One common concern that people have when it comes to name change cases, is how they can maintain control over their privacy. Privacy has emerged as a very common issue for a lot of people in the courts today. Some individuals may decide that they don’t want their decision to change their name to be visible in the public records of New York and Long Island. In this case, you might ask for the file on your name change to be sealed. If you want the file on your name change to be sealed, then there is an additional application that must be made. If your application is successful, then the requirement to publish your name change in a newspaper will be waived. Usually safety issues would be the primary reason that sealing or a waiver of publication would be ordered by the court.
Keeping a Name Change Private
In some locations, like Nassau County for instance, applications to change a name, submitted by attorneys on behalf of their clients, can be completed almost entirely digitally, through a process called e-filing. To ensure that the filing is not visible before a judge can rule on the request to seal the file and wave the publication of the name in a newspaper, attorneys such as myself need to coordinate with the e-filing clerk. This basically means that we work with the person responsible for pushing the application through to ensure that the file isn’t visible online while it’s considered by the courts. Name change applications that aren’t done by e-filing at this time, such as those in Queens County and Suffolk County, require a different process and steps to try to ensure privacy while the request is being considered since these applications are filed in person at the court.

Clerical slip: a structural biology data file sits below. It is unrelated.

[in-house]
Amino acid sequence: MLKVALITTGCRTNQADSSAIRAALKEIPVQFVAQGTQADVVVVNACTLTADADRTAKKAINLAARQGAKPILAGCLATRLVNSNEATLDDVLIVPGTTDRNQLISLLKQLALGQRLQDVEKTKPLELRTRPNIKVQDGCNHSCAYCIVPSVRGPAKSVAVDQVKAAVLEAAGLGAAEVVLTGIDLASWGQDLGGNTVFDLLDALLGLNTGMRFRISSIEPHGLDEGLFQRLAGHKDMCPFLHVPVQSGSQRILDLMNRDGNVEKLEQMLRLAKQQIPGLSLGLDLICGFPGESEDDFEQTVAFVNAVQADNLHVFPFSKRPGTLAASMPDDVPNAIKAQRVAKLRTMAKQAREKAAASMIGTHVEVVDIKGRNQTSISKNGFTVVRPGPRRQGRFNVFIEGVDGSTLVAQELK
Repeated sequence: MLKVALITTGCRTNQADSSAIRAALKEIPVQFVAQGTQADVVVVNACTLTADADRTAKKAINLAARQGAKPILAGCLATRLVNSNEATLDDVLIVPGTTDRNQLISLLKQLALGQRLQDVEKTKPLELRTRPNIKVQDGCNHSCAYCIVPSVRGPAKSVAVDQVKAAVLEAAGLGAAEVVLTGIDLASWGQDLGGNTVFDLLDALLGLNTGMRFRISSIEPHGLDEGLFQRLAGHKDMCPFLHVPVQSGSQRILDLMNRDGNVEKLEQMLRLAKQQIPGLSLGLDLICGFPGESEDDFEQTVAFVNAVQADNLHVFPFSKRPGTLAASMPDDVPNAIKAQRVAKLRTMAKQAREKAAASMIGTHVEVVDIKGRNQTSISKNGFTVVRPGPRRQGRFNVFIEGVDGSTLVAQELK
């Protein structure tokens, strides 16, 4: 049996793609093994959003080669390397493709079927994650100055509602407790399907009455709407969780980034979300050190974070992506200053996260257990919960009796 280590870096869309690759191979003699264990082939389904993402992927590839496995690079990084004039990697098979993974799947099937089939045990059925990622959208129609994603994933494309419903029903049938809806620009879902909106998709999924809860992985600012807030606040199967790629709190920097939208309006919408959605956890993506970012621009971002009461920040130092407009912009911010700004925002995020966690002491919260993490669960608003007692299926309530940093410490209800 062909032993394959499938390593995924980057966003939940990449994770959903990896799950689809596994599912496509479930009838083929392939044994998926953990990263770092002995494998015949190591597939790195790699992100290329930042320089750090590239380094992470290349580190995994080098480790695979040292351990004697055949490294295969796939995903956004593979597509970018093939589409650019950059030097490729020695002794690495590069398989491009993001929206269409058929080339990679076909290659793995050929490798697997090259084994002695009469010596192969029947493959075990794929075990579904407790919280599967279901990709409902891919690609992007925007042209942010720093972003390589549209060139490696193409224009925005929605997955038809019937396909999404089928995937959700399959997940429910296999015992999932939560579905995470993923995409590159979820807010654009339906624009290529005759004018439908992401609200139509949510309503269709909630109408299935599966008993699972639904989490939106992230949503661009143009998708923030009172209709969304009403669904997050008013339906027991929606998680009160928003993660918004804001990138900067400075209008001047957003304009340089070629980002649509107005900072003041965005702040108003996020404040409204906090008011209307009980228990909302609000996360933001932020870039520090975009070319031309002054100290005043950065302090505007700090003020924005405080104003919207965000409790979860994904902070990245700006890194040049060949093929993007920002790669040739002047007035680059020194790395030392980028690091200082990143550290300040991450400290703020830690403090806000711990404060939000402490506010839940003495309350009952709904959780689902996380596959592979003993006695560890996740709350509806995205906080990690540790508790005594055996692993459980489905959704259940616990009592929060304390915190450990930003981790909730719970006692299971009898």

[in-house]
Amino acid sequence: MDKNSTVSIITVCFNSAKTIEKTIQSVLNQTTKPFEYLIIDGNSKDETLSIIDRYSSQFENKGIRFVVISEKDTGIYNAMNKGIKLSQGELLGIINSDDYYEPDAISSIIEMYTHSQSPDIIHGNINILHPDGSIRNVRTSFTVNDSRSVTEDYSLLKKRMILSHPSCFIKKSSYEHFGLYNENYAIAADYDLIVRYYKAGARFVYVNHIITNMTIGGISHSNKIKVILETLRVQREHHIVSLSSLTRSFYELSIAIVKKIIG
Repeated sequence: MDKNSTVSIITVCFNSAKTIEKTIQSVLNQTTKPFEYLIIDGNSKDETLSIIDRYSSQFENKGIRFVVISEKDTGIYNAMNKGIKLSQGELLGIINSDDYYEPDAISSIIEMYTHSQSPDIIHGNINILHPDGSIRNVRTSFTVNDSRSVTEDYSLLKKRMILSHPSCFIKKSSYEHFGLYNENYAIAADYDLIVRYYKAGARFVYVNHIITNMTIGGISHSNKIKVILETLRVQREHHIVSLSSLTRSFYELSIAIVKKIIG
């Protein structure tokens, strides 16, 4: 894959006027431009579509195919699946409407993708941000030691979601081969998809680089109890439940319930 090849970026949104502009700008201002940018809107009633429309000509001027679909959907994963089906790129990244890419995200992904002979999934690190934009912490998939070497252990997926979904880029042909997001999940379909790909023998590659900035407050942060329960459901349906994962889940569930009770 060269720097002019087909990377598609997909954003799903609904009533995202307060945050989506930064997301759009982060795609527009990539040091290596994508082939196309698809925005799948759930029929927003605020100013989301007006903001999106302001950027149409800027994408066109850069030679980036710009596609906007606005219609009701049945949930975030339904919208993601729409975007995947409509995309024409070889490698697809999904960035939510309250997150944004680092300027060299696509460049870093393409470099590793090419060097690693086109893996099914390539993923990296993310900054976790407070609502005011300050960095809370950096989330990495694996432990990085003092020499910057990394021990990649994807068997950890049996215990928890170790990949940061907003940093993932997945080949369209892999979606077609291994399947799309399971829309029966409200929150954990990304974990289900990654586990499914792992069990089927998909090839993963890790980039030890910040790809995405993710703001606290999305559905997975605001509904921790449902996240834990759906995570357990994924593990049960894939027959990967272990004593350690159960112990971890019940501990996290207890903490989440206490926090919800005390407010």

Usually, people will request for the record on their name change to be sealed if they’re worried that they’re in danger from someone who might be pursuing them, or an ex-partner. If this is the case, then it’s important to speak to your legal professional about how you can keep your identity safe. Speaking to a police officer might be useful too. For instance, some experts can give you advice on how you can keep your identity safe by using private browsing techniques online and protecting your social media status.
According to the laws of New York and Long Island, if your children’s safety, or your safety is in danger, then you can have your name change request information immediately sealed. This means that no-one will be able to find your information in any public records except certain specified individuals like your lawyer. While the court considers your request, your file will remain sealed, and you will not have to publish any information if the courts consider you or your child to be in danger. If the court finds that you’re not in danger, then you may still need to publish information on your name change in a newspaper and the court file can be a viewed by the public.
To learn more about changing your name or the name of your child, please contact my office today at (516) 333-6555, or contact us using our free online form.